I cherish being Irish and I will not let anyone let me feel bad for that.

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Depending on when you're reading this, Saint Patrick's day has either just passed or is around the corner. For me, Saint Patrick's day is tomorrow. I've been debating this article for some time now because I didn't know how it would be perceived. At this point, though, I feel it's important for me to get out. No, Irish people were never kept as slaves in America, and I will never be one to try and say they were. However, Irish people were treated tremendously awful in America. A lot of people tend to forget, or just try to erase entirely, the history of the Irish in America. So much so that I felt shameful for wanting to celebrate my heritage. Therefore, I want to bring to light the history that everyone brushes under the rug.

In 1845, a potato famine broke out across Ireland. This was a big deal because the Irish lived off, mainly, potatoes. They were cheap, easy to grow, and had tons of nutrients. So when the famine struck, many people either died of starvation or fled to America in seek of refuge. When the Irish arrived in America they were seen as a threat to the decency of America. People viewed them as drunk beasts, sinful savages, barbaric, violent, belligerent, stupid, and white apes. When the Irish would go to look for jobs, many times they found signs that read "Irish Need Not Apply," even when the job was hiring. Therefore, the Irish did the jobs no one wanted, and even jobs African slaves wouldn't do. The biggest example of this is when Irishmen built canals and drained swamps. They were sent to do these things because of the enormous amount of mosquitoes; in the swamp, they would get bit and ultimately die of malaria.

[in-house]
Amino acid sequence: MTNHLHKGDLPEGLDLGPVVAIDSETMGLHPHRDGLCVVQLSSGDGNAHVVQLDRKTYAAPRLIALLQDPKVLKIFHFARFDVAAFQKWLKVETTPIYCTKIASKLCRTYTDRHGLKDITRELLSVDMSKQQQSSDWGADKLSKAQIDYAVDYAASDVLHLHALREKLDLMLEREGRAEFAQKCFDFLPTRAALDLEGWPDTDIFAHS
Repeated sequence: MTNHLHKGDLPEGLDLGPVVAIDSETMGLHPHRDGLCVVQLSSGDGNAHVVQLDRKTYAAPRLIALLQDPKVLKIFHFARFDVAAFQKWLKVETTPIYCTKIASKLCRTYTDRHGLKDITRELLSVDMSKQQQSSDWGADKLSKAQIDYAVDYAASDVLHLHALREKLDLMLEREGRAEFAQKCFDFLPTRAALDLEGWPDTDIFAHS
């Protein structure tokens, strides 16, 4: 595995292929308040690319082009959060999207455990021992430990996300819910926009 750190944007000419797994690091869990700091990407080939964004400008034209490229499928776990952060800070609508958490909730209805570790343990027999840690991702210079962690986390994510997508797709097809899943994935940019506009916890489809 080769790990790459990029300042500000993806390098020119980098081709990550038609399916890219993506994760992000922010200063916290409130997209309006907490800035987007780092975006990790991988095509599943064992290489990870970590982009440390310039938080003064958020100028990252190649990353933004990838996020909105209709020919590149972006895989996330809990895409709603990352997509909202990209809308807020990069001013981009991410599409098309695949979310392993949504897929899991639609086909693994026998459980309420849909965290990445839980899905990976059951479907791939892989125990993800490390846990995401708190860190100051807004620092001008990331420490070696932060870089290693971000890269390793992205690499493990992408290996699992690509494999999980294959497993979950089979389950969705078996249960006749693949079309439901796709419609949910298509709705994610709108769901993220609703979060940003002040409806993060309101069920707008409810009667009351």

Also, during this time, Irish people were poor and therefore lived in the same neighborhoods as the free African Americans. A lot of the Irish people were friendly with their neighbors of color and even got into interracial relationships. Because the Irish lived in these neighborhoods they were seen as dirty and even a lot of people at this time put African Americans higher on the totem pole than Irish. One person during the time even said, "At least the black families keep their homes clean."

The main reason American's outlook on Irish people changed was that most Irishmen took up fighting for the Union in the Civil War. I make this argument, not because I think the Irish suffered more than African slaves. I don't say this in means of trying to erase the struggles of the African slaves. I do not think that any of our ancestors should have been treated the way they were. I mean to say that the Irish did in fact suffer. Irish people were treated wrongly on the basis of...nothing. Simply because my ancestors hailed from the shores of Eire, they were treated with malice. And I write this simply because I want people to remember. I want people to understand what happened.

On Saint Patrick's Day this year, next year, and for the many years to come, I want people to embrace the Irish culture. I want the folks of Irish heritage to not be ashamed of where they come from; to not be ashamed to share their culture the way I have for many years. I want everyone to have a beer, wear some green, eat a potato or two, and dance the Irish step; to celebrate the history of Irish people with a bit more understanding than before.